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From: publicrelations@scientology.org (Public Relations)
Subject: Re: Armstrong posting on Greece
Date: 1999/04/03
Message-ID: <37057127.870179853@news.earthlink.net>#1/1
X-Posted-Path-Was: not-for-mail
X-ELN-Date: 4 Apr 1999 01:36:13 GMT
X-ELN-Insert-Date: Sat Apr 3 17:45:03 1999
Organization: Church of Scientology International
Reply-To: publicrelations@scientology.org
Newsgroups: alt.religion.scientology

Gerry Armstrong has posted a 1994 program which lays out a plan to
protect the rights of minority religions in Greece.

Nothing better illustrates Armstrong's hallucinatory state of mind
than his assumption that the actions in the program are somehow
illegal. He thinks that all he has to do is make the allegation and it
will stick. This is an old tactic of Gerry's. He is on record as
saying, "we don't have to prove a goddam thing ... we just have to
"allege" it." It's not unlike something the McCarthyist crowd would do
-- seize on anything that supports their hysteria so long as you don't
look at the facts.

Armstrong needs to read the U.S. Department of State human rights
reports on Greece to find out what's going on there. The reports show
why any religion would take effective actions to protect religious
freedom in that country.

Here are some excerpts from the 1997 Report:

Section 2 Respect for Civil Liberties section:

"c. Freedom of Religion it states "Police frequently detained
Mormons, Jehovah's Witnesses, and Scientologists after receiving
complaints that the individuals were engaged in proselytism. In most
cases the individuals were held for several hours at a police station
and then released with no charges filed. Many reported that they were
not allowed to call their lawyers and that they were verbally abused
by police officers for their religious beliefs. Mormon church
officials allege that police failed in June to intervene appropriately
in two separate cases when missionaries were assaulted on the street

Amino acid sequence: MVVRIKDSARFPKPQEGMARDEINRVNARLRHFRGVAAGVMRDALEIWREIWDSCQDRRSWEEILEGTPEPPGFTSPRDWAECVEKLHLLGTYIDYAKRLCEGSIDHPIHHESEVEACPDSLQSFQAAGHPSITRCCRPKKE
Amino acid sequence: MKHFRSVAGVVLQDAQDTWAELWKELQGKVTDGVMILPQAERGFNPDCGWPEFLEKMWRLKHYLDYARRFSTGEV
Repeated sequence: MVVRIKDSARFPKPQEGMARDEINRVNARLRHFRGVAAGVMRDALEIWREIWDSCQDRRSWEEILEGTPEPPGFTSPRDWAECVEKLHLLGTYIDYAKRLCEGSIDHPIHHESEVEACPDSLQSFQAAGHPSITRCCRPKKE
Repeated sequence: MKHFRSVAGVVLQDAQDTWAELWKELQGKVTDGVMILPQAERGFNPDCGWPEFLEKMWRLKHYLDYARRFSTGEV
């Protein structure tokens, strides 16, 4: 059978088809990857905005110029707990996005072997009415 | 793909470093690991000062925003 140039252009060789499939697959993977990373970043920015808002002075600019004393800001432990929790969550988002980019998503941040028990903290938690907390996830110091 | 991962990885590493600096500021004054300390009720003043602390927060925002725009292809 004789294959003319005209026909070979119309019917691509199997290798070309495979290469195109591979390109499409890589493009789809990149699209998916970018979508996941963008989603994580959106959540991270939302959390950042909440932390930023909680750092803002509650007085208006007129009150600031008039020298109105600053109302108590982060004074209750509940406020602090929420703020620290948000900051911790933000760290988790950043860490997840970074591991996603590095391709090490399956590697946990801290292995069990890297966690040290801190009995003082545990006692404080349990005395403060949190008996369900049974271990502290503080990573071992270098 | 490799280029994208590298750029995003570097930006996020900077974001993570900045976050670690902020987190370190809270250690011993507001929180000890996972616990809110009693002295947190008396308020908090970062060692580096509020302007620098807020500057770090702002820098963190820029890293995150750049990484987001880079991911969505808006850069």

in central Athens..."

"In December 1996, an Athens court revoked the operating permit
of KEFE (now known as EKDS), the organization representing
Scientologists in Greece, on a technicality...The court's decision
contained extensive criticism of Scientology's beliefs and practices;
the Scientologists appealed the decision in order to have that
language invalidated. Since October 1996 the Government has summoned
15 members of the boards of KEFE and EKDS to face charges of
"unprovoked factual insult."

"On December 16, the European Court of Human Rights held
unanimously that Greek courts had violated Article 6 of the European
Convention on Human Rights by refusing to acknowledge that the Canea
Catholic church in Crete had legal personality and therefore the
standing to act in legal proceedings. The Court awarded the church
$40,000 in court costs and damages. Human rights observers viewed the
decision as a criticism of government policies toward non-Orthodox

There's a great deal more in reports not only by the State
Department but by a number of international human rights organizations
concerned at the situation in Greece.

It is not surprising that Armstrong is oblivious to real human
rights abuses. He faces 14 counts of contempt with a possible 28 days
in jail and a $10,000 bond for not showing up regarding his violations
of court orders. He ought to deal with that.






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